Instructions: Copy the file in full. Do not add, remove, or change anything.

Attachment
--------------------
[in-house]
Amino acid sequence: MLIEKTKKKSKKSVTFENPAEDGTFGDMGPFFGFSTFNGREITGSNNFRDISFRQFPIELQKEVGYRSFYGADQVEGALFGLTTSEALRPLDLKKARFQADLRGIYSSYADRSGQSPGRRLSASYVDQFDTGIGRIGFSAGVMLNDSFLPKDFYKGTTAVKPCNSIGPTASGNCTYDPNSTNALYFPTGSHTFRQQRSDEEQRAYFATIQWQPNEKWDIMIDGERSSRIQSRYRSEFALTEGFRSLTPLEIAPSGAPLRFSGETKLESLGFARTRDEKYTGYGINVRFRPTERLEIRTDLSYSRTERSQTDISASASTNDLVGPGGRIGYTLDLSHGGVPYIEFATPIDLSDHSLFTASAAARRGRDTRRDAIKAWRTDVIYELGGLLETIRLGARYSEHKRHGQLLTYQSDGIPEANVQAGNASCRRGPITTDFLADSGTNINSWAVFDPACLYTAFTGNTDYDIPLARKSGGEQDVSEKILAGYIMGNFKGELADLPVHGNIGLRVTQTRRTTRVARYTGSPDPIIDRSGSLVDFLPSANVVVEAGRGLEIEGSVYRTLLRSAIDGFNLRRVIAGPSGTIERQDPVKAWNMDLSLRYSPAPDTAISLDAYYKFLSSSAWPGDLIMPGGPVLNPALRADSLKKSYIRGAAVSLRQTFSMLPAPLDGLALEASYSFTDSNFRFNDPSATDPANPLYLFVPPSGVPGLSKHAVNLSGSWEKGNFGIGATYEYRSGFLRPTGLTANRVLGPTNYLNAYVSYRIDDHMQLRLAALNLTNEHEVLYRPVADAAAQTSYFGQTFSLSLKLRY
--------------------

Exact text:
[in-house]
Amino acid sequence: MLIEKTKKKSKKSVTFENPAEDGTFGDMGPFFGFSTFNGREITGSNNFRDISFRQFPIELQKEVGYRSFYGADQVEGALFGLTTSEALRPLDLKKARFQADLRGIYSSYADRSGQSPGRRLSASYVDQFDTGIGRIGFSAGVMLNDSFLPKDFYKGTTAVKPCNSIGPTASGNCTYDPNSTNALYFPTGSHTFRQQRSDEEQRAYFATIQWQPNEKWDIMIDGERSSRIQSRYRSEFALTEGFRSLTPLEIAPSGAPLRFSGETKLESLGFARTRDEKYTGYGINVRFRPTERLEIRTDLSYSRTERSQTDISASASTNDLVGPGGRIGYTLDLSHGGVPYIEFATPIDLSDHSLFTASAAARRGRDTRRDAIKAWRTDVIYELGGLLETIRLGARYSEHKRHGQLLTYQSDGIPEANVQAGNASCRRGPITTDFLADSGTNINSWAVFDPACLYTAFTGNTDYDIPLARKSGGEQDVSEKILAGYIMGNFKGELADLPVHGNIGLRVTQTRRTTRVARYTGSPDPIIDRSGSLVDFLPSANVVVEAGRGLEIEGSVYRTLLRSAIDGFNLRRVIAGPSGTIERQDPVKAWNMDLSLRYSPAPDTAISLDAYYKFLSSSAWPGDLIMPGGPVLNPALRADSLKKSYIRGAAVSLRQTFSMLPAPLDGLALEASYSFTDSNFRFNDPSATDPANPLYLFVPPSGVPGLSKHAVNLSGSWEKGNFGIGATYEYRSGFLRPTGLTANRVLGPTNYLNAYVSYRIDDHMQLRLAALNLTNEHEVLYRPVADAAAQTSYFGQTFSLSLKLRY